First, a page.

Explore the autobiography of Harriet Jacobs, who spent seven years hidden in an attic to escape slavery while working for her children's freedom. Make critical decisions on items to leave behind for future generations of students in a time capsule.

Subjects: Reading & Language Arts, Social Studies
Topics: Non-Fiction: Biography and Autobiography, Cultural Studies: African American Studies, United States History: 1801-1861
Resource Type: Lesson Plan

Arizona Academic Standard Connection
See connection 1, 2, 3, 4, 5, 6, 7, 8

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Standards Connection

Connection 1
Social Studies: Grades 6 – 8

  • Strand 1: American History
  - Concept 1: Research Skills for History (PO: all)
 

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Connection 2
Social Studies: Grades: 7
  • Strand 1: American History
  - Concept 6: Civil War and Reconstruction
  o P.O. 4: Analyze the impact of the Civil War on the following personal, social, and economic aspects of American life:
  a. Americans fighting Americans
  b. high casualties caused by disease and the type of warfare
  c. widespread destruction of American property
  d. change in status of freed slaves
  e. value of railroads and industry
 

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Connection 3
Social Studies: Grades: 8
  • Strand 1: American History
  - Concept 9: Postwar U.S. – Postwar tensions led to social change in the U.S. and to a heightened focus on foreign policy.
  o P.O. 6: Describe the importance of the following civil rights issues and events:
  a. Jim Crow Laws
  b. nonviolent protests
  c. desegregation
  d. Civil Rights Act of 1964
  e. Voting Rights Act of 1965
 

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Connection 4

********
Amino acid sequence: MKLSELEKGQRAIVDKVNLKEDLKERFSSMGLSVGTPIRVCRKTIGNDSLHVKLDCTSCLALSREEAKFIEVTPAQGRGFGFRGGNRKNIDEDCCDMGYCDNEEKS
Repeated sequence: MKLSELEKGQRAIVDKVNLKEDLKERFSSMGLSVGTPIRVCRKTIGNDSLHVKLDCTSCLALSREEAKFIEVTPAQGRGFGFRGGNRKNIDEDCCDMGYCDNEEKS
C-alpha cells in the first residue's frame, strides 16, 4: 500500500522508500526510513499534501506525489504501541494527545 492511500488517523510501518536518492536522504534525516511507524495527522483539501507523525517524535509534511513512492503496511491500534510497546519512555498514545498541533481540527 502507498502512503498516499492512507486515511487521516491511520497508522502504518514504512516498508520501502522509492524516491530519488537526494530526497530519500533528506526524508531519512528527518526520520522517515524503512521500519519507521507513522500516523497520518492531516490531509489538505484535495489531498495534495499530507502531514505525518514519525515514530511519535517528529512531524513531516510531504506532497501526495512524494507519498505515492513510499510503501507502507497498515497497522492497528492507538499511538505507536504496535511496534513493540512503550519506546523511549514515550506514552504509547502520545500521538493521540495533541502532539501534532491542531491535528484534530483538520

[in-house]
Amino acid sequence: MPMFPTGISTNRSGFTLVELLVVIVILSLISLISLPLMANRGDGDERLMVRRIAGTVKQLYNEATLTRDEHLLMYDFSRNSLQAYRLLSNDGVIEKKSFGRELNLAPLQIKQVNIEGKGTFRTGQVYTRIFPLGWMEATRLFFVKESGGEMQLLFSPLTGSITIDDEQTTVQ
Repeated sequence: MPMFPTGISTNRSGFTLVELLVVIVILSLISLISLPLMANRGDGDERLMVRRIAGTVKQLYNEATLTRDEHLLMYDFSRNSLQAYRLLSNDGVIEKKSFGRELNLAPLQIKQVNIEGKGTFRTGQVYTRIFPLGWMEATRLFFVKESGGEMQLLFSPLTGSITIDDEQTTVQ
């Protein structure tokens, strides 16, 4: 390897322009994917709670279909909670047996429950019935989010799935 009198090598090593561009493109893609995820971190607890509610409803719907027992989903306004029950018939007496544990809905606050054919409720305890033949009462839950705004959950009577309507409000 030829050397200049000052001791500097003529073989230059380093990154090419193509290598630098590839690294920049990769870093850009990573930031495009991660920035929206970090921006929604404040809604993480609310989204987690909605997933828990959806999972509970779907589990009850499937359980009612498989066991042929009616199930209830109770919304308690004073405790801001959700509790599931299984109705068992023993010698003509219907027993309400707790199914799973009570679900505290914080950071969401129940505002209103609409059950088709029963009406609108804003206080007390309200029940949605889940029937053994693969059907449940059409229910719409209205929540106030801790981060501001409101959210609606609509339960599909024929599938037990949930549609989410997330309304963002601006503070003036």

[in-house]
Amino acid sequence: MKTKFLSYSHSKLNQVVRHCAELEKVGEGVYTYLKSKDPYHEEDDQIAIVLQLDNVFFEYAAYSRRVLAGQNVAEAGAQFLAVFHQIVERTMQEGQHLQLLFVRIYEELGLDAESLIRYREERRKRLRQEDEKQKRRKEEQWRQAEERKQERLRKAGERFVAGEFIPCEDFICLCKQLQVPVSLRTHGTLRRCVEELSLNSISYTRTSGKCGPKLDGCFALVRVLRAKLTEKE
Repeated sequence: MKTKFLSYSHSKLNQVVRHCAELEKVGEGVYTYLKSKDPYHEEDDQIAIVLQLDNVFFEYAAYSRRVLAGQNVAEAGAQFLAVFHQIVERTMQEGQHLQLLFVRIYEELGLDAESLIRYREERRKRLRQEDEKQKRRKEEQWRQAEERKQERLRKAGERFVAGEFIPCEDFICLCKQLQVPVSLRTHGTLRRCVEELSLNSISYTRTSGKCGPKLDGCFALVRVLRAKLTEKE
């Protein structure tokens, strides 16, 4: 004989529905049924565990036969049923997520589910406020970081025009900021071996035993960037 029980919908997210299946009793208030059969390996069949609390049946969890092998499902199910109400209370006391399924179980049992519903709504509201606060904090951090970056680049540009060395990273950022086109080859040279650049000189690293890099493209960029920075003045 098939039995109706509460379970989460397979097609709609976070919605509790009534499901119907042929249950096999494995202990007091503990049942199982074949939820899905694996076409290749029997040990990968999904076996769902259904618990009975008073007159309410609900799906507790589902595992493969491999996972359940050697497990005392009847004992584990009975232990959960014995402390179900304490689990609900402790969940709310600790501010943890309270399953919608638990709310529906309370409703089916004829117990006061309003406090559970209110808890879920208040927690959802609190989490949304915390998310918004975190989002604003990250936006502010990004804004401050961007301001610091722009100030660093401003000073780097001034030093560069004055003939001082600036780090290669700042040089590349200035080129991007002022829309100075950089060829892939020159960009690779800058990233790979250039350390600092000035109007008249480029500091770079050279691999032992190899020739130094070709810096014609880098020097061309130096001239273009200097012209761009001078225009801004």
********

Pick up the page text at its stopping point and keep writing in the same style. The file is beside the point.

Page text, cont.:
Language Arts – Reading: Grades: 6 – 8
  • Strand 3: Comprehending Informational Text
  - Concept 1: Expository Text - Identify, analyze, and apply knowledge of the purpose, structures, and elements of expository text. (PO: all)
 

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Connection 5
Language Arts – Writing: Grades: 6 – 8
  • Strand 3: Writing Applications
  - Concept 2: Expository - Expository writing includes non-fiction writing that describes, explains, informs, or summarizes ideas and content. The writing supports a thesis based on research, observation, and/or experience. (PO: all)
 

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Connection 6
Social Studies: Grades: 9-12
  • Strand 1: American History
  - Concept 1: Research Skills for History (PO: All)
 

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Connection 7
Social Studies: Grades: 9-12
  • Strand 1: American History
  - Concept 6: Civil War and Reconstruction (PO: 3) Analyze immediate and long term effects of Reconstruction in post Civil War America:
  a. various plans for reconstruction of the South
  b. Lincoln's assassination
  c. Johnson's impeachment
  d. Thirteenth, Fourteenth and Fifteenth Amendments
  e. resistance to and end of Reconstruction (e.g., Jim Crow laws, KKK, Compromise of 1877)
 

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Connection 8
Social Studies: Grades: 9-12
  • Strand 1: American History
  - Concept 7: Emergence of the Modern U.S. (PO: 2)
Assess how the following social developments influenced American society in the late nineteenth and early twentieth centuries:
  a. Civil Rights issues (e.g., Women's Suffrage Movement, Dawes Act, Indian schools, lynching, Plessy v. Ferguson)
  b. changing patterns in Immigration (e.g., Ellis Island, Angel Island, Chinese Exclusion Act, Immigration Act of 1924)
  c. urbanization and social reform (e.g., health care, housing, food & nutrition, child labor laws)
  d. mass media (e.g., political cartoons, muckrakers, yellow journalism, radio)
  e. consumerism (e.g., advertising, standard of living, consumer credit)
  f. Roaring Twenties (e.g., Harlem Renaissance, leisure time, jazz, changed social mores)